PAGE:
WASHINGTON: In the end, last week?s Supreme Court decision on medical marijuana wasn?t about the drug at all ? a fact that advocates are now scrambling to make clear to Congress and the media.
The decision ? which focused on what happens when federal and state laws contradict ? comes down as Congress prepares to vote on a bill legalizing medical marijuana. So even as the Court ruled against Angel Raich and Diane Monson, the two California residents who were using the drug to cope with pain, advocates on both sides are taking their fight from the judicial halls to Capitol Hill.
?The first thing now is that people understand what the ruling means and what it doesn?t,? said Bruce Mirken, director of communications for the Marijuana Policy Project (MPP). ?It has not overturned state medical marijuana laws. The Court has essentially punted the ball to Congress.?
The pro-marijuana group is now issuing press releases, calling editorial teams, holding press conferences, and putting grassroots pressure on Congress ahead of the vote.
The messages focus on the drug as ?incredibly safe? as well as on public support for medicinal use.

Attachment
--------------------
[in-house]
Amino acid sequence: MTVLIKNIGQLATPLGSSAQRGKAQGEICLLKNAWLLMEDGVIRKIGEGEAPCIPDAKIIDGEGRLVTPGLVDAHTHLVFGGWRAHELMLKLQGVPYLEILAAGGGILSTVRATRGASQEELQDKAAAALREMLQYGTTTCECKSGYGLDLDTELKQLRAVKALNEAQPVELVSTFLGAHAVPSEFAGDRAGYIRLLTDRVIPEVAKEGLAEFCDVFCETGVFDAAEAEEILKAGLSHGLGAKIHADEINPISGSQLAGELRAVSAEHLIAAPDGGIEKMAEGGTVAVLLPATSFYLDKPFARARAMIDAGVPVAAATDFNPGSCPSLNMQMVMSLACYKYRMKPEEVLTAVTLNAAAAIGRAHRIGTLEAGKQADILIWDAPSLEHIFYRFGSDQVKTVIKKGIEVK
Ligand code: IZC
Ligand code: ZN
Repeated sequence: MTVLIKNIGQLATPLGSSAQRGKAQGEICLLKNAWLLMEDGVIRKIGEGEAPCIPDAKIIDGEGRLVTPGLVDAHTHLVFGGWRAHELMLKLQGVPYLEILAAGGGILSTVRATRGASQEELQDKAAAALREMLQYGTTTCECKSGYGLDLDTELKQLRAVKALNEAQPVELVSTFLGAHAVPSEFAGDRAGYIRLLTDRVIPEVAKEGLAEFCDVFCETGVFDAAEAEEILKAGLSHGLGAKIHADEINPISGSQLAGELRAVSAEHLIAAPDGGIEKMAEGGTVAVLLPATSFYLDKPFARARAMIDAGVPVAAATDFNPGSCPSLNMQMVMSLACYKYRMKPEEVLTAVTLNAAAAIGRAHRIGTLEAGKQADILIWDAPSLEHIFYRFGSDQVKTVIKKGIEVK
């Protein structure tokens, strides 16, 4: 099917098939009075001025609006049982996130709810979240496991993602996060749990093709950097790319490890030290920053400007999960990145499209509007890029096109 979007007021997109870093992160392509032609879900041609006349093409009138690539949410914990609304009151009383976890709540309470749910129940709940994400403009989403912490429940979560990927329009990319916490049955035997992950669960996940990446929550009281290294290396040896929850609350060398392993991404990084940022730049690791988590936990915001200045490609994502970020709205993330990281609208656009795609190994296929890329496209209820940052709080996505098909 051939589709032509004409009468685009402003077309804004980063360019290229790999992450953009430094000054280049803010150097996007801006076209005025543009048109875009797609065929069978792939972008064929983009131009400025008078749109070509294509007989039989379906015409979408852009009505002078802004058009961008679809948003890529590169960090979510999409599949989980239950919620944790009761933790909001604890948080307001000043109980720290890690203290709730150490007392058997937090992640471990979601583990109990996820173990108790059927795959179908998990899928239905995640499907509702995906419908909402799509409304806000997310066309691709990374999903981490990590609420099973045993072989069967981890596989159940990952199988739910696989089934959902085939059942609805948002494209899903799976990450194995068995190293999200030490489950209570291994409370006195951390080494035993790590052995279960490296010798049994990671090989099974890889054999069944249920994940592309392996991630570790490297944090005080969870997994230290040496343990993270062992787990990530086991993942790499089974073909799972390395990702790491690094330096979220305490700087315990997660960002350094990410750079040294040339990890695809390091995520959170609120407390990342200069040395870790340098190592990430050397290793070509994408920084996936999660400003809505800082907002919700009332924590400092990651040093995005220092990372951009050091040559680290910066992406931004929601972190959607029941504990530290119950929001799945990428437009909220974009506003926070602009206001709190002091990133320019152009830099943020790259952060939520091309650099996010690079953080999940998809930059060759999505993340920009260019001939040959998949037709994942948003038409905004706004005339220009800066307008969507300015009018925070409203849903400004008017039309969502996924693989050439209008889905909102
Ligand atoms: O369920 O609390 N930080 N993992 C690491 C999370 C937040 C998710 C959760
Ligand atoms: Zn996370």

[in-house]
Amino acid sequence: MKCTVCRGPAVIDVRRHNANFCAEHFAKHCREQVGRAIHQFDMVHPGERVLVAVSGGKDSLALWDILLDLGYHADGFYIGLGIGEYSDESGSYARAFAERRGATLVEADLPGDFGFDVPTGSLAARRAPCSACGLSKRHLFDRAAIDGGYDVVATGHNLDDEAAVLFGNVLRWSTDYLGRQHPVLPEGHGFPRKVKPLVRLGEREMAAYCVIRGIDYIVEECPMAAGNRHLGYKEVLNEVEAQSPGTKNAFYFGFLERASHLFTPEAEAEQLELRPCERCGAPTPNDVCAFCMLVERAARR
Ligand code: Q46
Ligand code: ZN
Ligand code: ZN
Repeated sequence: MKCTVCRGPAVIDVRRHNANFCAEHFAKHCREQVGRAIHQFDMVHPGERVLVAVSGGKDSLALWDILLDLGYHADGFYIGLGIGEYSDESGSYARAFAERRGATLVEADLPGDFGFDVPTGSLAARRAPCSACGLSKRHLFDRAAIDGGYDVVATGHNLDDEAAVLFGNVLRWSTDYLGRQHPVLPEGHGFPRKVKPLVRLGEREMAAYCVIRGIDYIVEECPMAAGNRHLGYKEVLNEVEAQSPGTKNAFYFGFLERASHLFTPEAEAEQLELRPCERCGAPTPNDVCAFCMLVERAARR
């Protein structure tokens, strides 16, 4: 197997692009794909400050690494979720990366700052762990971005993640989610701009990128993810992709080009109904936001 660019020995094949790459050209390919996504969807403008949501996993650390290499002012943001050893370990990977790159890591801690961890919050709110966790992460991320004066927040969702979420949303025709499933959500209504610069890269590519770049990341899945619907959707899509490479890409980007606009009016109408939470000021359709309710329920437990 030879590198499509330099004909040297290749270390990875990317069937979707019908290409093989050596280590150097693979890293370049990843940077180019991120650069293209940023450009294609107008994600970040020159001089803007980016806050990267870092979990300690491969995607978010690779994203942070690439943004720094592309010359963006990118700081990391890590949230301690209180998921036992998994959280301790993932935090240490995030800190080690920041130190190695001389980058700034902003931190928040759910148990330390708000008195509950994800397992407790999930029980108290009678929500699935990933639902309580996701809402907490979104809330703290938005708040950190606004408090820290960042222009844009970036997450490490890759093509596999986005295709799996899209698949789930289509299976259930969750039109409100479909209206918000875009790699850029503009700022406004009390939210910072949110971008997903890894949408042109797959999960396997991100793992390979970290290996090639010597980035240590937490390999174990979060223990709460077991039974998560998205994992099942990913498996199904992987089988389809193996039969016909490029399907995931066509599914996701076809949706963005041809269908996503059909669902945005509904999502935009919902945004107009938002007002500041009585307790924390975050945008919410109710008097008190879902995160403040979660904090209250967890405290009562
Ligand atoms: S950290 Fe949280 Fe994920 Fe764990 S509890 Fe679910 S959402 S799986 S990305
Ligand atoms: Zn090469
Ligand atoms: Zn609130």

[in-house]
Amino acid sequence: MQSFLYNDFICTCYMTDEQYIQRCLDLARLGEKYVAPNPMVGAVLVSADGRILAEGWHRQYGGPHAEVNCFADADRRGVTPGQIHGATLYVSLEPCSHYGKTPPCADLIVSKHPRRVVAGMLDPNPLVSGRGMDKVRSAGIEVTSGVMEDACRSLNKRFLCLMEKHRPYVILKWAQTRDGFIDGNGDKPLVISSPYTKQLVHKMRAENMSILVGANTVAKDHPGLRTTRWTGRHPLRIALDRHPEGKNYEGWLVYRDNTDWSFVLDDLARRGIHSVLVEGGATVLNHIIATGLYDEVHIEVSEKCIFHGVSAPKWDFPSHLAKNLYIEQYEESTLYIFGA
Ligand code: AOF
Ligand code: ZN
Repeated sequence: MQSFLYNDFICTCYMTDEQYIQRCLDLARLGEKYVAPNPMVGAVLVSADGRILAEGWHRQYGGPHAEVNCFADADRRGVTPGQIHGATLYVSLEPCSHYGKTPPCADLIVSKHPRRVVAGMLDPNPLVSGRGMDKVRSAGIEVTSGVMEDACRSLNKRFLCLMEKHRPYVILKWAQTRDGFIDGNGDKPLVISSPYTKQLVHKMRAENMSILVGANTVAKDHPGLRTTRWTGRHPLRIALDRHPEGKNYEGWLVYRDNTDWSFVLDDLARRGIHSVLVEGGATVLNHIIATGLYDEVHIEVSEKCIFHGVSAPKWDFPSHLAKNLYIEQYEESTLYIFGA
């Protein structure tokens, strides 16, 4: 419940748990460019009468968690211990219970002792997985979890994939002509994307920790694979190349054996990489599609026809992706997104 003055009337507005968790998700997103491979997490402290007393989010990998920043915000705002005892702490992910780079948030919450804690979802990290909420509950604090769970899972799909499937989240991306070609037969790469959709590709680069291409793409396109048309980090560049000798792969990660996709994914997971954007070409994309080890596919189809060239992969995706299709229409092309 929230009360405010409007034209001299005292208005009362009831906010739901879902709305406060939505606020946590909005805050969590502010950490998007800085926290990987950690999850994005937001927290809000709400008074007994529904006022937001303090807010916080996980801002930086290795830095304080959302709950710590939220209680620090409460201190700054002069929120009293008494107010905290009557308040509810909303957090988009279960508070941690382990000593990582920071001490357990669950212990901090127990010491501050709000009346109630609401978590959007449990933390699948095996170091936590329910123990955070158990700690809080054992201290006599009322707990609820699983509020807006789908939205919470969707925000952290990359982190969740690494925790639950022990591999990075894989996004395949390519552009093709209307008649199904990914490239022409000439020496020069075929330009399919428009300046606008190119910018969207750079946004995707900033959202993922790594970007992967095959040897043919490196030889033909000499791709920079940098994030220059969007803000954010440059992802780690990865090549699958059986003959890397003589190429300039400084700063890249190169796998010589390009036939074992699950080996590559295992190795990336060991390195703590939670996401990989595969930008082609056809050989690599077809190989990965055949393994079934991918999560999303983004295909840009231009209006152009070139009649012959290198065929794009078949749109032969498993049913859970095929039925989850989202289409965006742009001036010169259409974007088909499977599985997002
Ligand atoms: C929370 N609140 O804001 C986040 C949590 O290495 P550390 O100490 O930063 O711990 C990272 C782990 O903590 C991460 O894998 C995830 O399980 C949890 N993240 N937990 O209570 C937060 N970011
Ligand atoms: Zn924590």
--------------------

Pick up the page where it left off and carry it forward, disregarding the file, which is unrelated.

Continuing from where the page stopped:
Fenton Communications is managing media relations for Raich, who will travel to DC to add her voice to the MPP campaign.
?The media?s been very good about ? telling Angel?s story,? said Parker Blackman, deputy GM and MD of Fenton?s San Francisco office.
But in an e-mail, Lana Beck, the communications director for the Drug Free America Foundation, called the ruling ?a big win for drug policy.?
?Our focus will stay the same,? she said. ?We will continue to reduce drug use and addiction through awareness and education, as well as share our resources and expertise with states being targeted by the pro-drug lobby.?
She added that outreach would also include promoting drug control policy and refuting ?misinformation being spread by the pro-drug lobby.?